The latest technologies and advancements in the building construction industry such as Artificial Intelligence and robotics are currently the talk of the town. Implementation of such technologies facilitates accuracy and quicker construction, saving time, money and other resources. With a fast-paced construction process, the incorporation of robotics technology in construction facilitates construction professionals greater outcomes and reduced human errors. Though the construction industry is highly unautomated, several different robots are already on the market for assisting construction professionals. In regard to this, hyperTunnel, a UK-based technology company, has revealed the world’s first entirely robot-constructed underground structure, built at its R&D facility in the North Hampshire Downs, UK.
The method used for construction of underground structure;
The underground structure was built at hyperTunnel’s R&D facility in the North Hampshire Downs using the swarm construction method. The new automated construction method is designed to build tunnels more than 10 times faster and at half the cost of conventional techniques
- A fleet of ‘hyperBot’ robots entered the ground via an arch of plastic pipes
- This method uses a digital twin of the tunnel to deploy a fleet of ‘hyperBot’ robots underground via an arch of HDPE pipes
- Once inside, the robots 3D-print the tunnel shell and install construction material directly into the ground
The six metre-long, two metre-high and two metre-wide Peak XV ‘pedestrian-scale’ tunnel has been delivered as part of a project for Network Rail.
David Castlo, Network Technical Head (Mining and Tunnels) at Network Rail, said: “Our large portfolio of Victorian tunnels requires increasing levels of work to meet the needs of the railway network.
The hyperTunnel process has been used as part of a Network Rail project which involved investigating the technologies that are key to low-disruption tunnel repairs for the UK’s regional railway infrastructure.
“‘This process is designed to build tunnels more than 10 times faster and at half the cost of conventional methods. As it removes the need for human workers to enter the structure during construction, hyperTunnel could also significantly improve safety for the tunnelling industry’’, said Steve Jordan, Co-CEO and Co-founder of hyperTunnel.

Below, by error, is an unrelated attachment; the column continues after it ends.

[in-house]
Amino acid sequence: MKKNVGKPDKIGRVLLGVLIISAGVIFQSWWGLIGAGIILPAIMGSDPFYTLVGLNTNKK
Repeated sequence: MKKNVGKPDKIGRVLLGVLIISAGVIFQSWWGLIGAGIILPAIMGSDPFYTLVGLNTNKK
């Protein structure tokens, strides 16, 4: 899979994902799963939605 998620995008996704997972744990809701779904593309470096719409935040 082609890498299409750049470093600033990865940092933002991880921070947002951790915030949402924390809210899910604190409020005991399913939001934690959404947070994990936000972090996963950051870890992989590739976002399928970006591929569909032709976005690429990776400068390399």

As part of this project, the first 6 metre-long and 2 metre-high and wide Peak XV pedestrian-scale tunnel was revealed at the British Tunnelling Society Conference & Exhibition.
“Our large portfolio of Victorian tunnels requires increasing levels of work to meet the needs of the railway network. However, we want to reduce the level of disruption to our passengers so we are constantly searching for new approaches to enlarging or repairing tunnels that reduce the length of time a tunnel will be closed to trains. Peak XV moves us a step closer to that goal and, crucially, with a method that reduces workforce safety risk”, David Castlo, Network Technical Head (Mining and Tunnels) at Network Rail, said.
“While using robots exclusively to build underground structures is dramatically different, the contributing technologies, such as digital twins, robotics, 3D printing and digital underground surveying, supported by AI and VR, are all well-proven in other industries. In fact, the hyperTunnel in-situ method is all about de-risking construction projects”, Steve Jordan, co-CEO and co-Founder of hyperTunnel, said.
At the beginning of the year hyperTunnel received funding of 1.88 million Euros from the European Innovation Council (EIC) Accelerator scheme, Europe’s flagship innovation programme in addition to receiving a financial investment from Vinci.